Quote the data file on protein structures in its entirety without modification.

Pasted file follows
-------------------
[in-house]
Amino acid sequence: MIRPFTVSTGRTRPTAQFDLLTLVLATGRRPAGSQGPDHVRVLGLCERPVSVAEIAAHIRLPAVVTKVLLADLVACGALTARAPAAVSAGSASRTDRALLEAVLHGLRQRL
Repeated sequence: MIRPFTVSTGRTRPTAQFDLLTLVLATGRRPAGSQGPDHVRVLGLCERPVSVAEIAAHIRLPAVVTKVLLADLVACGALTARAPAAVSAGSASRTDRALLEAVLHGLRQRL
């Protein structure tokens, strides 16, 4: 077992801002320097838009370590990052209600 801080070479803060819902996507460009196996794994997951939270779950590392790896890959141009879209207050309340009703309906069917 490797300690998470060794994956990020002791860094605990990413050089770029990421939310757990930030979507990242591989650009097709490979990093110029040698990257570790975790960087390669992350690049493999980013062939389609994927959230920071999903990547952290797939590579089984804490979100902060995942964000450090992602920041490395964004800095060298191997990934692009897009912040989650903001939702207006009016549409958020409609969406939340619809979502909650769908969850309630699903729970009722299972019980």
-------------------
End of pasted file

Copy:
[in-house]
Amino acid sequence: MIRPFTVSTGRTRPTAQFDLLTLVLATGRRPAGSQGPDHVRVLGLCERPVSVAEIAAHIRLPAVVTKVLLADLVACGALTARAPAAVSAGSASRTDRALLEAVLHGLRQRL
Repeated sequence: MIRPFTVSTGRTRPTAQFDLLTLVLATGRRPAGSQGPDHVRVLGLCERPVSVAEIAAHIRLPAVVTKVLLADLVACGALTARAPAAVSAGSASRTDRALLEAVLHGLRQRL
């Protein structure tokens, strides 16, 4: 077992801002320097838009370590990052209600 801080070479803060819902996507460009196996794994997951939270779950590392790896890959141009879209207050309340009703309906069917 490797300690998470060794994956990020002791860094605990990413050089770029990421939310757990930030979507990242591989650009097709490979990093110029040698990257570790975790960087390669992350690049493999980013062939389609994927959230920071999903990547952290797939590579089984804490979100902060995942964000450090992602920041490395964004800095060298191997990934692009897009912040989650903001939702207006009016549409958020409609969406939340619809979502909650769908969850309630699903729970009722299972019980």